Organizations are privy to the value real-time data presents to their operations and its usefulness in physical devices and sensors is immense. When coupled with the widespread application of machine learning and artificial intelligence, the information generated by IoT devices can result in a plethora of value sets that informs business decisions quickly. Specifically with predicting failures, sensing and remediating product defects on assembly lines, and detecting violations of business rules by people or machines.

To unlock the value of data produced here, three key objectives must be achieved:

  1. Data must be aggregated and canonicalized as soon as possible
  2. Data must be moved from the edge of the business back to a central data center, either a physical, on-premises data center or a virtual data center in a public cloud
  3. Once in the data center, it must be possible to query, enrich, visualize, transform, and otherwise make the data useful to business decision-makers. Likewise for data science and data engineering teams

These steps correspond roughly to what we call the edge-to-cloud pipeline-each with its own distinct stage. It's here where data is acquired from IoT sensors and devices, aggregated and transformed, then moved into the cloud (or to an on-prem data center) to unlock its business value.

Entering the Gateway: Inside the Edge-to-Cloud Pipeline

With a service as complex as the cloud, that many people picture as "imaginary" given it doesn't have a material presence, the architecture of the pipeline does indeed have a physical location. It's here where each of the stages in the pipeline run.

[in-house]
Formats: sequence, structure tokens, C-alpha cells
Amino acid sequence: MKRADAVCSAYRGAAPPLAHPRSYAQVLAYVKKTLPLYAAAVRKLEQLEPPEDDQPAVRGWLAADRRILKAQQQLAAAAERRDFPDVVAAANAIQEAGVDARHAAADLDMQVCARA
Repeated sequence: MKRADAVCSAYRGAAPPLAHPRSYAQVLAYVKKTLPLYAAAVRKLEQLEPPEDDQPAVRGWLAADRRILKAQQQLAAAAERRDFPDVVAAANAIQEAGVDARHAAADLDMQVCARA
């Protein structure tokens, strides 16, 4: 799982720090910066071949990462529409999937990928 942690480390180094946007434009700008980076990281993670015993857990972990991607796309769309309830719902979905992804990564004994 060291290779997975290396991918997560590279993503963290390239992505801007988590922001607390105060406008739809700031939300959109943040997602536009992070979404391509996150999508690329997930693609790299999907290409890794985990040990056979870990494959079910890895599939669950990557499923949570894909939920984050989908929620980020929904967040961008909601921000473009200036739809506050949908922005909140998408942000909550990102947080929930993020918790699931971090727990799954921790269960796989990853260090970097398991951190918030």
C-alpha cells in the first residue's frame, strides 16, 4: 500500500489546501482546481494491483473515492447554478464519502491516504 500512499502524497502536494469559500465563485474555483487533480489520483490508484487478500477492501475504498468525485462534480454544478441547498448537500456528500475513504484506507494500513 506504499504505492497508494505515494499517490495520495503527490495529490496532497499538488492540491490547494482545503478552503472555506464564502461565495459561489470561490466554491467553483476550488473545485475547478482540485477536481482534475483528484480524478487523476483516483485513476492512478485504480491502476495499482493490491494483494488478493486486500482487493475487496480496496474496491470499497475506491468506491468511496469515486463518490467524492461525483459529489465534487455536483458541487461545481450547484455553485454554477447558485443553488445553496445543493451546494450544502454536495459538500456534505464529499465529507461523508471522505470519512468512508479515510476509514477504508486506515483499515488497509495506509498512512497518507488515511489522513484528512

Stages one and two generally run on an IoT gateway device that is a miniaturized, industry-standard, x86- or ARM-based computer. These are often mounted in a ruggedized enclosure with a wide variety of connectors. Curious what I mean by a miniaturized version of the industry standard? Two well-known examples include the GL20 IoT Gateway from Hewlett Packard Enterprise and the Edge Gateway 3001 for IoT Applications from Dell, Inc.

True to their product names, these gateway devices are deployed at the outer "edge" of a business. Meaning they are far and away from any central data center or cloud. Gateway devices come with a variety of connectors-past, present, and future-even legacy RS232 serial ports that would allow them to connect to an Apple IIe controlling you guessed it: a gas chromatograph!

Stay Tuned for Next Time

We've barely scratched the surface of unlocking the architecture needed to build success at the edge. If you're itching for more, make sure to stay tuned for part two where we'll discuss these three stages in-depth - starting with data capture.

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About the Author

Lucas Beeler 

Lucas is a senior architect at Hazelcast, where he helps Hazelcast's most demanding customers architect, design, and operationalize enterprise software systems based around Hazelcast IMDG and Jet. Before joining Hazelcast, Lucas held similar positions at GigaSpaces and GridGain, giving him a uniquely broad and deep understanding of the in-memory platform space. Lucas holds a B.S.E. in computer science from the University of Michigan.
Published Tuesday, July 28, 2020 7:34 AM by David Marshall